The Free to Play Game Design Bible: Getting Started in Mobile Game Design

As with the mastering of any new skill or technique, you have to start somewhere. Indeed, a crash course in the basics and terminology often used by game designers is undoubtedly the best place to kick off, given much of what’s covered here forms the foundation of what’s to come.

Game Design as a fundamental skill is something that you have to learn and train yourself at. There’s no getting around the fact that it takes years of practice and experience to be a good game designer.

The best game designers have a backbone in both building games and playing games. Having a massive repertoire of games that you’ve played and enjoyed since childhood already can give you a good basis in game design. However, to go further you need to view play games with critical eyes – just as a game designer would do.

  • Why is the game fun? When is the game not fun? Why?
  • Why did the developer include this mechanic?
  • What would be the impact if the mechanic was removed? What mechanics could be added to make the gameplay experience better?

Modding is a great starting place to start deconstructing and understanding game design – getting involved in designing new levels, adjusting mechanics in the game and seeing how it impacts can really change your mindset.

Another way to learn game design is to make sure you’re playing a few key games all the way to the end. Being a hyper-competitive player will keep you far more tuned-in with the small changes that designers make and what impact that has on the community. There’s no better opportunity to get into this then now with Twitch, YouTube, and so many community-focused games.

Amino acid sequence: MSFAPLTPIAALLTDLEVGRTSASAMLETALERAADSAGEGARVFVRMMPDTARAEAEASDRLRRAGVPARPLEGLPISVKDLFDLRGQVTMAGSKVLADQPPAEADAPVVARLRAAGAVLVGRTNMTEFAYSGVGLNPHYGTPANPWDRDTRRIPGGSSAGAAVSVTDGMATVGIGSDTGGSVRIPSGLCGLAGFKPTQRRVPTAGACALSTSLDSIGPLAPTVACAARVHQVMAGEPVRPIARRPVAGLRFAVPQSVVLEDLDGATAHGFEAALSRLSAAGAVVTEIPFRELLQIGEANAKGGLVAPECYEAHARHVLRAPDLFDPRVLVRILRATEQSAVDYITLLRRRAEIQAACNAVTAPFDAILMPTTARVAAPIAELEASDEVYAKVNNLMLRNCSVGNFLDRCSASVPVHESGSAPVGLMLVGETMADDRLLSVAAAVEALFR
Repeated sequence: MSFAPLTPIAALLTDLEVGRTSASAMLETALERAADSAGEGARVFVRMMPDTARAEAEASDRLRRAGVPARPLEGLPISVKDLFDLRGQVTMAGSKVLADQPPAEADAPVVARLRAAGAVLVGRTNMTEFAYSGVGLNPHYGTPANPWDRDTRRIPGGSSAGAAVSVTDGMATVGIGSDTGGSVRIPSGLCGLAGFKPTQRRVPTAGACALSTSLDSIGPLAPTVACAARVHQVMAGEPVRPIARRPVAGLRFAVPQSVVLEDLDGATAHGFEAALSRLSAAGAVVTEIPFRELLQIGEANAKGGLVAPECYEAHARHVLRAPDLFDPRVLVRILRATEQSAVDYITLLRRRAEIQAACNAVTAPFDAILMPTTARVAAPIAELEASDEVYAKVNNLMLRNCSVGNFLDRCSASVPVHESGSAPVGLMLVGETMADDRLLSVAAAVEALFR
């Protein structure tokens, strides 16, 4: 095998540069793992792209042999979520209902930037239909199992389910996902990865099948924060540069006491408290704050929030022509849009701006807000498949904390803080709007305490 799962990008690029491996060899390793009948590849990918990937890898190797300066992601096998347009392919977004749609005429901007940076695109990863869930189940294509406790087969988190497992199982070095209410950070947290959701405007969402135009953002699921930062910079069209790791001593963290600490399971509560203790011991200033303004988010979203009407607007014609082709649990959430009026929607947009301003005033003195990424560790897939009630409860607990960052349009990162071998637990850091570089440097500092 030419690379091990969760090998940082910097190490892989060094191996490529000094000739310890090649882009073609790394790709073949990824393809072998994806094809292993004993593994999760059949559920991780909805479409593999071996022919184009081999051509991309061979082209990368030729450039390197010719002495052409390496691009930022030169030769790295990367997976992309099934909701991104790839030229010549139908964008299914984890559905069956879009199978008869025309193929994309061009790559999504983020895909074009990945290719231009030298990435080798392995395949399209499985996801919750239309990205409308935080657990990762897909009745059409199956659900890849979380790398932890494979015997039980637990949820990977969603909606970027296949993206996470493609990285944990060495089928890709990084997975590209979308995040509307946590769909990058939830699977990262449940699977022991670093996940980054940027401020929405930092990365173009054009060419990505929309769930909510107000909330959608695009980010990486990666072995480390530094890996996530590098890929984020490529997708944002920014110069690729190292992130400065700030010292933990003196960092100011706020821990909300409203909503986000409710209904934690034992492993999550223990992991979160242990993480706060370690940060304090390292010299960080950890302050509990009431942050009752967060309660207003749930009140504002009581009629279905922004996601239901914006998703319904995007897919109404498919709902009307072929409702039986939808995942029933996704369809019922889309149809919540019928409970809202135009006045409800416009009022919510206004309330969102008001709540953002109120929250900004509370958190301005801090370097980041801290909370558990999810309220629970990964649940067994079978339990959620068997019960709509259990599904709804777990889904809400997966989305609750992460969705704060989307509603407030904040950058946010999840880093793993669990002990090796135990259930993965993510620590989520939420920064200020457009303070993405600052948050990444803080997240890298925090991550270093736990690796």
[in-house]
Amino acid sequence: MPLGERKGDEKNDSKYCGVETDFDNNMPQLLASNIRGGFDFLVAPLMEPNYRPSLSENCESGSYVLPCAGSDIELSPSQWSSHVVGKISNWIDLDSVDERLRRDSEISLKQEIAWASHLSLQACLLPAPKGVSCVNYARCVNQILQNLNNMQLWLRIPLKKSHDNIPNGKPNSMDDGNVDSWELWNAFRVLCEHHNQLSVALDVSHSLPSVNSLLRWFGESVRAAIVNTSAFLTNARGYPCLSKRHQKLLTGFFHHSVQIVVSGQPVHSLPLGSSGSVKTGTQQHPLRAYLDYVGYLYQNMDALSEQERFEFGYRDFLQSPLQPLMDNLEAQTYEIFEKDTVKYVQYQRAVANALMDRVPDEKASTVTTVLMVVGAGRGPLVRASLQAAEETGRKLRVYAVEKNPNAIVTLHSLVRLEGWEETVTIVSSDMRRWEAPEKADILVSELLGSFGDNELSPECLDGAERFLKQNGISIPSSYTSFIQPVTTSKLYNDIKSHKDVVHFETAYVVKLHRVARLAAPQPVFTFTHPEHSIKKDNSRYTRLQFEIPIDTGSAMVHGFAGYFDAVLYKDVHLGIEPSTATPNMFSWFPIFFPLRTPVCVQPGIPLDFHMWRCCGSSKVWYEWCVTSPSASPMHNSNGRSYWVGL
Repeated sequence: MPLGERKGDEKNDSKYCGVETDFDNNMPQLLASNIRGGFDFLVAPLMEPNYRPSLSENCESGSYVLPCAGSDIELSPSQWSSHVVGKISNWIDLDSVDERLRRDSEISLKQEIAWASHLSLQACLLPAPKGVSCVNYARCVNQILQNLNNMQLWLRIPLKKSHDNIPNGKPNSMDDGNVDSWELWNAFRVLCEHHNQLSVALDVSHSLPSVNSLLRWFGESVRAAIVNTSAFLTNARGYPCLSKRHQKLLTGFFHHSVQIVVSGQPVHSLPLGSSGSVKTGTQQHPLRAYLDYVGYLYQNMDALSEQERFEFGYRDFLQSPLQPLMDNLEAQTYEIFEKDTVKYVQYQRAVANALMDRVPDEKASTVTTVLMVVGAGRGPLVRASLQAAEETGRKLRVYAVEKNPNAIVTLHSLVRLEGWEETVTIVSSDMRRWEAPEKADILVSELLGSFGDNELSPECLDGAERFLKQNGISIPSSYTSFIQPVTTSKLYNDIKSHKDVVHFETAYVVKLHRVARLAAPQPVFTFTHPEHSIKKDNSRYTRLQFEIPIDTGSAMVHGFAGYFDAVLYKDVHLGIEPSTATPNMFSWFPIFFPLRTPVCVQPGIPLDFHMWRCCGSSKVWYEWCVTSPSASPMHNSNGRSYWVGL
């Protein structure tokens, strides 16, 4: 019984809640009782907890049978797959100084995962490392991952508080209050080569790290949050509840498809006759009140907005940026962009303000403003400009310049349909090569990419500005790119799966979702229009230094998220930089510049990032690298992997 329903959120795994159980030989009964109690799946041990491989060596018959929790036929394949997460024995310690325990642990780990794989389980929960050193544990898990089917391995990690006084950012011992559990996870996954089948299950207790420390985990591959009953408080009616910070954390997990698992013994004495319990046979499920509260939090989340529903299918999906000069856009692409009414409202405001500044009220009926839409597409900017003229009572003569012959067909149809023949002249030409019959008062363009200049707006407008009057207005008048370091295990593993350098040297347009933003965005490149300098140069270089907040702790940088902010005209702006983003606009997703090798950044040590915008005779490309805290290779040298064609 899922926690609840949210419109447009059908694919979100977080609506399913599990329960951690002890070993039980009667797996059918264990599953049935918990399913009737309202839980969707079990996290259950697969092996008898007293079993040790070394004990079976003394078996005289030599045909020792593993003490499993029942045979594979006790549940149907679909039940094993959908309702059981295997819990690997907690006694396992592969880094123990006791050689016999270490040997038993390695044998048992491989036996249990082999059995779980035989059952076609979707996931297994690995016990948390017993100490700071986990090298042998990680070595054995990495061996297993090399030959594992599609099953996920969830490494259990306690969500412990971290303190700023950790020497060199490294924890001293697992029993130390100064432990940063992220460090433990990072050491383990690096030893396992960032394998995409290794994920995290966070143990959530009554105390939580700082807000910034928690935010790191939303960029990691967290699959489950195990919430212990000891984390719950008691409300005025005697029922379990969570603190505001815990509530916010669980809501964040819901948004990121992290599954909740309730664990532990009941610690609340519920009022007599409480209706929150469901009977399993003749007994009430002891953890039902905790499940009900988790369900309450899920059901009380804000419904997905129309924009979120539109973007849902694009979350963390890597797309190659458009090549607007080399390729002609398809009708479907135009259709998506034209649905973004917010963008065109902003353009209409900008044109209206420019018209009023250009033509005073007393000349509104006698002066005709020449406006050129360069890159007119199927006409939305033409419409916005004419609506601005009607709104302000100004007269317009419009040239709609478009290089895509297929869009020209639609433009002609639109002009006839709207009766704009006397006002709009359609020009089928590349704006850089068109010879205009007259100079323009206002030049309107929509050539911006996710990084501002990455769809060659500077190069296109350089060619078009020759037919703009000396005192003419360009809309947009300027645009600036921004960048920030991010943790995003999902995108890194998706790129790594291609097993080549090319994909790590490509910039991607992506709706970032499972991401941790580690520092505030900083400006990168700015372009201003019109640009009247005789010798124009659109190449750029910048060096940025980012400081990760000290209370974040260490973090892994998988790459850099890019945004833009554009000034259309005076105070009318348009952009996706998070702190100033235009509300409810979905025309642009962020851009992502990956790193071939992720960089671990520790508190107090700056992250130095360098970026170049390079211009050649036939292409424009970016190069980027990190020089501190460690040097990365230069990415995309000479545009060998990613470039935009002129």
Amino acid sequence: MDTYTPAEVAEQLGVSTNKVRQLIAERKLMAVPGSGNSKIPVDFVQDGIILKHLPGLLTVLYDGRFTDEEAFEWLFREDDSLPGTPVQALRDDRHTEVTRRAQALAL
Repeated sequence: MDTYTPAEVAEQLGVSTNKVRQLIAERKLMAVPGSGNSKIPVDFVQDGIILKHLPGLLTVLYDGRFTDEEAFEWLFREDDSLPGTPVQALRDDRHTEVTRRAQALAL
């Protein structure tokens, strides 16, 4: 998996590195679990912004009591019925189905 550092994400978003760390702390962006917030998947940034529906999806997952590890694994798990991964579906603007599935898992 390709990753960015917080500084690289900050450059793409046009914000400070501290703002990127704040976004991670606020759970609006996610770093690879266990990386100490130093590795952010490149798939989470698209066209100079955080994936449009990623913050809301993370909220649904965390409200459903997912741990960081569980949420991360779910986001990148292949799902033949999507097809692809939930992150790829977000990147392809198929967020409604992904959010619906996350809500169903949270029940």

Besides this, playing a large variety of games is imperative. Not just playing the big hits, but playing good and bad games across multiple platforms on a consistent basis. Picking up a new game each week and diving deep into why it succeeds or fails will help you immensely in your day to day design work, namely because being able to pull from a library of experiences is essential. Being able to mix and match interesting mechanics you’ve seen before, as well as spotting a mechanic will most likely fail, only comes from feverishly playing a wide variety of games.

Below are the books, articles, and blogs that we’ve used over the years to get our footing in game design – links that, hopefully, should inspire you as much as they did us.

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Title Source Complexity
Fundamentals of Game Design Ernest Adams
100 Principles of Game Design Wendy Despain
Game Design Workshop Tracy Fullerton
Extra Credits: Making your First Game Extra Credits
A Dictionary of Video Game Theory Half Real
Four Lessons from Bruce Straley - Naughty Dog Bruce Straley
Balancing 101 Dan Felder
Complexity vs Depth Dan Felder
The Structure of Fun Dan Felder
Theory of Fun Raph Koster
The Art of Game Design Jesse Schell
How I teach game design Eric Zimmerman
20 years, 20 lessons in Game Design Mark Rosewater
Game Design Course Coursera